# Haskell/Syntactic sugar

Syntactic sugar is any additional redundant syntax in a programming language that makes the code easier to understand or write.

Summary of the various uses of syntactic sugar in Haskell:

## Contents

## Functions and constructors[edit]

*For more information, see the chapter More on functions*

description | sweet | unsweet |
---|---|---|

operators |
a `mappend` b 1+2 |
mappend a b (+) 1 2 |

sections |
(+2) (3-) |
\x -> x + 2 \x -> 3 - x |

unary minus^{[1]} |
-x |
negate x |

tuples^{[2]} |
(x,y) |
(,) x y |

## Lists[edit]

*For more information, see the chapters Lists and tuples and More about lists*

description | sweet | unsweet |
---|---|---|

lists |
[1,2,3] |
1:2:3:[]further desugared to (:) 1 ((:) 2 ((:) 3 [])) |

strings |
"abc" |
['a','b','c']further desugared to 'a':'b':'c':[]even furtherly desugared to (:) 'a' ((:) 'b' ((:) 'c' [])) |

arithmetic sequences |
[1..5] [1,3..9] [1..] [1,3..] |
enumFromTo 1 5 enumFromThenTo 1 3 9 enumFrom 1 enumFromThen 1 3 |

list comprehensions to functions |
[ x | (x,y) <- foos, x < 2 ] |
let ok (x,y) = if x < 2 then [x] else [] in concatMap ok foos |

list comprehensions to list monad functions |
[ x | (x,y) <- foos, x < 2 ] [ (x, bar) | (x,y) <- foos, x < 2, bar <- bars, bar < y ] |
foos >>= \(x, y) -> guard (x < 2) >> return x foos >>= \(x, y) -> guard (x < 2) >> bars >>= \bar -> guard (bar < y) >> return (x, bar) -- or equivalently do (x, y) <- foos guard (x < 2) bar <- bars guard (bar < y) return (x, bar) |

## Records[edit]

## Do and proc notation[edit]

*For more information, see the chapters Understanding monads and Arrows*

description | sweet | unsweet |
---|---|---|

Sequencing |
do putStrLn "one" putStrLn "two" |
putStrLn "one" >> putStrLn "two" |

Monadic binding |
do x <- getLine putStrLn $ "You typed: " ++ x |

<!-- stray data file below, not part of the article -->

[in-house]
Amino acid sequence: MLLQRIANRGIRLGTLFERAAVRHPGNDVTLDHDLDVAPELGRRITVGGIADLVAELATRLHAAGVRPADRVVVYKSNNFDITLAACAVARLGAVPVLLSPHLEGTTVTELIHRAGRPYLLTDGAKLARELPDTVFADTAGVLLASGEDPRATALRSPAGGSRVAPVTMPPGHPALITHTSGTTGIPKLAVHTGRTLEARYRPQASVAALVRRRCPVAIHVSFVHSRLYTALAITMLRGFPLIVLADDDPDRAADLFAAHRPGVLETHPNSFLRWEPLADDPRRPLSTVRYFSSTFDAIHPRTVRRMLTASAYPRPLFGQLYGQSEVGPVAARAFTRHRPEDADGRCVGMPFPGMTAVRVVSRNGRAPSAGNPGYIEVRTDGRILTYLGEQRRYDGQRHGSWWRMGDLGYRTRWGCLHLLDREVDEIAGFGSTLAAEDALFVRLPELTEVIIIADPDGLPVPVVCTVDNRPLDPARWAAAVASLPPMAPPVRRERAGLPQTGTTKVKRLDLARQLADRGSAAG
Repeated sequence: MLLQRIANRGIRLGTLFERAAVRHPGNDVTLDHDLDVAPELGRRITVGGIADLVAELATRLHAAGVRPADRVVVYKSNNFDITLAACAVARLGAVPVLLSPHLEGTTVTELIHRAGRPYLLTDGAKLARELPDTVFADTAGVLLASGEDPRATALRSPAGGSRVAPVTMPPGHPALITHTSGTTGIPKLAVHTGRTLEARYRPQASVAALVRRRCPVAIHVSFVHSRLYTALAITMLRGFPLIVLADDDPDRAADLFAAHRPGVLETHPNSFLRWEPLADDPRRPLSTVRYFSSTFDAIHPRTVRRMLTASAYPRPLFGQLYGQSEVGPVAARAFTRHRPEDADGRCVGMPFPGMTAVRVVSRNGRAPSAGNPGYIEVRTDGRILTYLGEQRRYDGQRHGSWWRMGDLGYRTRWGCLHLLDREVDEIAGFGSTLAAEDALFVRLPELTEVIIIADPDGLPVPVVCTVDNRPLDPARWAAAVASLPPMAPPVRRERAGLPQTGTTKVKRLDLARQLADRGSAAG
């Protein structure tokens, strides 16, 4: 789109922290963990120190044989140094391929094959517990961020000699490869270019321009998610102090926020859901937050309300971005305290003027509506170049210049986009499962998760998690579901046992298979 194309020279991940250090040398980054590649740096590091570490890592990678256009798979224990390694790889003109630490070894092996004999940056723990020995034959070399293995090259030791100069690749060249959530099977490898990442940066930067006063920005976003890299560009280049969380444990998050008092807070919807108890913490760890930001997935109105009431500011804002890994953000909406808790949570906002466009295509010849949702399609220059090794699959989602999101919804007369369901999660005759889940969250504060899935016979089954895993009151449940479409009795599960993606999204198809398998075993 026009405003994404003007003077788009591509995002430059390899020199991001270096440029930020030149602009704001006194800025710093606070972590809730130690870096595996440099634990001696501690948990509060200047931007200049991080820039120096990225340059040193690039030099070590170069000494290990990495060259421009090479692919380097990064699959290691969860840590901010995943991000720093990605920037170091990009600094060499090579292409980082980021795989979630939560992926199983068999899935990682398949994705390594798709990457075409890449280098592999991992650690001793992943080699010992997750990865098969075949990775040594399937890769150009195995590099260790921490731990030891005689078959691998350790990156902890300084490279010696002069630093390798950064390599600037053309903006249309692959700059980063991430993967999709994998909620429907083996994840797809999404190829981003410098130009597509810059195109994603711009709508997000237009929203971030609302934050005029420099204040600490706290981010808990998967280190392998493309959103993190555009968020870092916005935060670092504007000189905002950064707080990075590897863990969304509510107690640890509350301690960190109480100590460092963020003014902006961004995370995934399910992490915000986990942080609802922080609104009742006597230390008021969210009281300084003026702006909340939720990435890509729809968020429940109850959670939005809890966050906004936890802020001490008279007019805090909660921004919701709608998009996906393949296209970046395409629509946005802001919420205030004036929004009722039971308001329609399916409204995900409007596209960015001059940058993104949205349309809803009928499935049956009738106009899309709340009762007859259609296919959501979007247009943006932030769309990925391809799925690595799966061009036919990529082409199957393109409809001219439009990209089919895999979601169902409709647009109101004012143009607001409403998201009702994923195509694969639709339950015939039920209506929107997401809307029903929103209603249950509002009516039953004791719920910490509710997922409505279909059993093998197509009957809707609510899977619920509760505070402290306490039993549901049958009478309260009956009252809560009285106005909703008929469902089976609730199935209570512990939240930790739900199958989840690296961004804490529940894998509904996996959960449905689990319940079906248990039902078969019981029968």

getLine >>= \x -> putStrLn $ "You typed: " ++ x |

Let binding |
do let f xs = xs ++ xs putStrLn $ f "abc" |
let f xs = xs ++ xs in putStrLn $ f "abc" |

Last line |
do x |
x |

## Other constructs[edit]

description | sweet | unsweet |
---|---|---|

if-then-else |
if x then y else z |
case x of True -> y False -> z |

## Literals[edit]

A number such as `5` in Haskell code is interpreted as `fromInteger 5`, where the `5` is an `Integer`. This allows the literal to be interpreted as `Integer`, `Int`, `Float` etc. Same goes with floating point numbers such as `3.3`, which are interpreted as `fromRational 3.3`, where `3.3` is a `Rational`. GHC has `OverloadedStrings` extension, which enables the same behaviour for string types such as `String` and `ByteString` varieties from the `Data.ByteString` modules.

## Type level[edit]

The type `[Int]` is equivalent to `[] Int`. This makes it obvious it is an application of `[]` type constructor (kind `* -> *`) to `Int` (kind `*`).

Analogously, `(Bool, String)` is equivalent to `(,) Bool String`, and the same goes with larger tuples.

## Layout[edit]

*For more information on layout, see the chapter on Indentation*